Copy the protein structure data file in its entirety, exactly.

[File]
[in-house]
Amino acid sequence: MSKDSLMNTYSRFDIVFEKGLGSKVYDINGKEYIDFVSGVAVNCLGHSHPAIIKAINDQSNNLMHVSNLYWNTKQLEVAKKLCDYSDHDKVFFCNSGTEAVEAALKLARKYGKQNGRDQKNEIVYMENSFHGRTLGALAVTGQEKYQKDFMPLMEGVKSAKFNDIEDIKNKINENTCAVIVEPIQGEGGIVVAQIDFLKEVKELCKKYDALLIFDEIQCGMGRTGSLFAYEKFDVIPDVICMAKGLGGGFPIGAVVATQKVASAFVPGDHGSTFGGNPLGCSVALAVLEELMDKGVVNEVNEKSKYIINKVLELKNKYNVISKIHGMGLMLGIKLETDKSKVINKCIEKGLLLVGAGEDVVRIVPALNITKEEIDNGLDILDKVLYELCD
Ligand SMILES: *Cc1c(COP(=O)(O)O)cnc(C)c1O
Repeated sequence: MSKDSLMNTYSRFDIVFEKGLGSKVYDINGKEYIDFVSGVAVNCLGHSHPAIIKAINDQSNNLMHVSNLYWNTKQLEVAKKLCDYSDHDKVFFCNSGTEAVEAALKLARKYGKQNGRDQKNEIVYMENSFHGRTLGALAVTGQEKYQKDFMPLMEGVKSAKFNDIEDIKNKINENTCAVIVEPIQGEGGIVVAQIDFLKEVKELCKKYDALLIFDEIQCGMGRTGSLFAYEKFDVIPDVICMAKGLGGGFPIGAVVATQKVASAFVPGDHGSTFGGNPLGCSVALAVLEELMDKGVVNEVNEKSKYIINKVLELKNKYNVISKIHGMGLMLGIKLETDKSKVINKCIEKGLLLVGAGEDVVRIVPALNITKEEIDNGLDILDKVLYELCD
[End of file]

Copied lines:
[in-house]
Amino acid sequence: MSKDSLMNTYSRFDIVFEKGLGSKVYDINGKEYIDFVSGVAVNCLGHSHPAIIKAINDQSNNLMHVSNLYWNTKQLEVAKKLCDYSDHDKVFFCNSGTEAVEAALKLARKYGKQNGRDQKNEIVYMENSFHGRTLGALAVTGQEKYQKDFMPLMEGVKSAKFNDIEDIKNKINENTCAVIVEPIQGEGGIVVAQIDFLKEVKELCKKYDALLIFDEIQCGMGRTGSLFAYEKFDVIPDVICMAKGLGGGFPIGAVVATQKVASAFVPGDHGSTFGGNPLGCSVALAVLEELMDKGVVNEVNEKSKYIINKVLELKNKYNVISKIHGMGLMLGIKLETDKSKVINKCIEKGLLLVGAGEDVVRIVPALNITKEEIDNGLDILDKVLYELCD
Ligand SMILES: *Cc1c(COP(=O)(O)O)cnc(C)c1O
Repeated sequence: MSKDSLMNTYSRFDIVFEKGLGSKVYDINGKEYIDFVSGVAVNCLGHSHPAIIKAINDQSNNLMHVSNLYWNTKQLEVAKKLCDYSDHDKVFFCNSGTEAVEAALKLARKYGKQNGRDQKNEIVYMENSFHGRTLGALAVTGQEKYQKDFMPLMEGVKSAKFNDIEDIKNKINENTCAVIVEPIQGEGGIVVAQIDFLKEVKELCKKYDALLIFDEIQCGMGRTGSLFAYEKFDVIPDVICMAKGLGGGFPIGAVVATQKVASAFVPGDHGSTFGGNPLGCSVALAVLEELMDKGVVNEVNEKSKYIINKVLELKNKYNVISKIHGMGLMLGIKLETDKSKVINKCIEKGLLLVGAGEDVVRIVPALNITKEEIDNGLDILDKVLYELCD